Love wool? These UK museums are autumn must-visits

Textile industry museums

Wool is a wondrous, natural fibre that should certainly be celebrated! Soft and sumptuous to the touch, naturally protective from season to season, and highly insulating and breathable, the use of wool in our homes and wardrobes unlocks a long list of plus points. Its durability and flexibility also mean wool is a fibre that can be relied on for the long haul, with even pieces past their prime able to be refashioned or restored using wool revival techniques.

In the creative world, wool is a material that’s putting many artists on the map. But whether used creatively in an art installation or cosily in your home, wool has a long history that just has to be appreciated.

Indulging your love for wool and quenching that thirst for knowledge about the textile industry has never been easier or more enjoyable. There’s no better time to visit these UK museums for those interested in wool and other textiles, in fact, they’re a great way to spend those rainy days!

The National Wool Museum

Wales has a rich and proud history working with wool. Many Welsh communities have played integral roles in the cottage industry style spinning and knitting of wool, with the use and processing of the fibre dating back to prehistory. Real Wales explains more about Welsh wool at its height:

“It was the 19th and 20th Centuries, however, in which the wool industry held a huge importance for Wales. Raw materials were in plentiful supply, as was a good local workforce skilled in the production of wool. In areas such as the Teifi valley in Ceredigion & Carmarthenshire, the abundance of fast flowing water to power the mills, as well as good rail links for exporting, made it an important textile manufacturing region.”

With its long history, it should come as no surprise that one of the best wool museums to visit is based right here. The National Wool Museum offers a chance to take all this history in. Follow the process from fleece to fibre as well as explore the mill buildings and machinery that sat at the centre of the Welsh wool trade.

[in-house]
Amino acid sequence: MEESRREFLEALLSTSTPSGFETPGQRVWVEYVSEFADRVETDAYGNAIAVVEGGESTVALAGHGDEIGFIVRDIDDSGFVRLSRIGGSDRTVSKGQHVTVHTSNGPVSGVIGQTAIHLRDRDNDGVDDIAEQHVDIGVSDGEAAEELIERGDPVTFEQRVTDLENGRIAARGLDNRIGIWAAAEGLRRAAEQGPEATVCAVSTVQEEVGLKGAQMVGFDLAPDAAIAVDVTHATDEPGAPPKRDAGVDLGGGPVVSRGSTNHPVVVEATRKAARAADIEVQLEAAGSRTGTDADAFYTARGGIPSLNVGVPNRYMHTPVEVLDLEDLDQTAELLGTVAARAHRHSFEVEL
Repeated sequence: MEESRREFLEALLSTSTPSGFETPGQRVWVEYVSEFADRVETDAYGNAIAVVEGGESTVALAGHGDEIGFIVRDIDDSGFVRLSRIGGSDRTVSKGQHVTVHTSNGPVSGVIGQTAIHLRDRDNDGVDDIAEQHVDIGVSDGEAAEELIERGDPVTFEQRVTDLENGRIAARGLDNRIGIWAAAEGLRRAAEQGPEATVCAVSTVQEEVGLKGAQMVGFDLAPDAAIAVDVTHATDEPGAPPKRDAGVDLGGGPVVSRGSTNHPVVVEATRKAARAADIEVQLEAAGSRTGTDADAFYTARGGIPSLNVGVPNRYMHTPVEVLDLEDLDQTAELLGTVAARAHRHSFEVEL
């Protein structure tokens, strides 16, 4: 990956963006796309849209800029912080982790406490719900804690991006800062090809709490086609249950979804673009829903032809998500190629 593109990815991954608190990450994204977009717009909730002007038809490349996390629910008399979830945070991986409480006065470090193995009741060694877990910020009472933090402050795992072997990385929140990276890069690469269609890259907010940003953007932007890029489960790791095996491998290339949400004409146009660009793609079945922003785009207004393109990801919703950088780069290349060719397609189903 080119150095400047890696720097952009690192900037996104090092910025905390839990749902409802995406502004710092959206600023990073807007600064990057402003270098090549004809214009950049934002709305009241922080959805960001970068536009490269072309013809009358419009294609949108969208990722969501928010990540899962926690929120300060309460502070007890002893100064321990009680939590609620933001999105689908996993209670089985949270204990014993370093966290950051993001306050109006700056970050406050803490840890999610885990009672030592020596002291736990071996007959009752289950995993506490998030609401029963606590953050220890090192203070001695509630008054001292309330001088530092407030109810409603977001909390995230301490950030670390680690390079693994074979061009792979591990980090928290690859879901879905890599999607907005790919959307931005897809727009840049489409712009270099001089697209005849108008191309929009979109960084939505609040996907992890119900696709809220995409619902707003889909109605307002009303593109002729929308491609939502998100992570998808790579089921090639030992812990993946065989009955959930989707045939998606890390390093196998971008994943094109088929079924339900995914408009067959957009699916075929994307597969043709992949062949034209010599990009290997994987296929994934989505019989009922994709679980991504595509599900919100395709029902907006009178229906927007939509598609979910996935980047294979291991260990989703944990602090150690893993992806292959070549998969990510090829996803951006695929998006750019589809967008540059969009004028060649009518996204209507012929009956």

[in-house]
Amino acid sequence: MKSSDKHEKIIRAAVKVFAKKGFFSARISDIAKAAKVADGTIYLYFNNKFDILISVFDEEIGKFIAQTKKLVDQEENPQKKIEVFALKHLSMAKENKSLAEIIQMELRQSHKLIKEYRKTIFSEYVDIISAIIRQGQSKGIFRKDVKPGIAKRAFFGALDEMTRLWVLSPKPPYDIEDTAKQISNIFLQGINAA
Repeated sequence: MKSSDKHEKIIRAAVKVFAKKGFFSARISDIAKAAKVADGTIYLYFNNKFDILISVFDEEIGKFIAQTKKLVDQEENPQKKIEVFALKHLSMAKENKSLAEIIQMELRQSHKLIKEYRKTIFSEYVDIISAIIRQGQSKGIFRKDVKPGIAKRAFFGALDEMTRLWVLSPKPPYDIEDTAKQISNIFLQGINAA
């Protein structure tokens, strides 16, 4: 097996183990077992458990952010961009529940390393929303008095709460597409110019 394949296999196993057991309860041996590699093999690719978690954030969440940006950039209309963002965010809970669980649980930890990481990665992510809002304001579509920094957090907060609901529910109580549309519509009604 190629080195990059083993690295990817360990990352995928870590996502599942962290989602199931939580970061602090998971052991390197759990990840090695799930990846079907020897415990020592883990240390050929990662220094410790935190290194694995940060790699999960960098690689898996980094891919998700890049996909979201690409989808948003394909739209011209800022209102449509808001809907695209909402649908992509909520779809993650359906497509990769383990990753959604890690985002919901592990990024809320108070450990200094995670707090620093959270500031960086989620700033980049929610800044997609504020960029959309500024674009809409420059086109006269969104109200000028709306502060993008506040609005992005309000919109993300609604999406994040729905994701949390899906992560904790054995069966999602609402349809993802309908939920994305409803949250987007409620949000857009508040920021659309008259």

Helmshore Mills Textile Museum

For a wider view of the UK’s industrial heritage, visit Helmshore Mills Textile Museum in Lancashire. Its hands-on experiences and demonstrations help to fully immerse visitors into the textile industry. With two working mills to explore – one specialising in wool fulling and the other in cotton – it makes for a jam-packed day out for all ages.

Coldharbour Mill

As one of the UK’s oldest and best-preserved woollen mills, Coldharbour Mill in Devon provides a masterclass in textile production.

Set on 12 acres, the Victorian mill even has steam engines on display and a working 18th-century water wheel to ensure a full insight into just how these traditional textiles are manufactured. The fact that Coldharbour is a working mill – and has been since 1797 – only adds to its magic.

Newtown Textile Museum

Back to Wales but this time to Newtown Textile Museum and its hand-looming heritage. This museum brings together modern wool craft and traditional methods with demonstrations in spinning, weaving and quilt making as well as more contemporary exhibits.

Newtown also runs a variety of workshops, with their summer programme and ongoing, weekly activities giving textile fans the chance to try their hands at felting, quilting and tapestry amongst other crafts.

We’d love to hear about your favourite textile history hotspots! Share your must-visits with us and your fellow wool enthusiasts on Facebook and Instagram.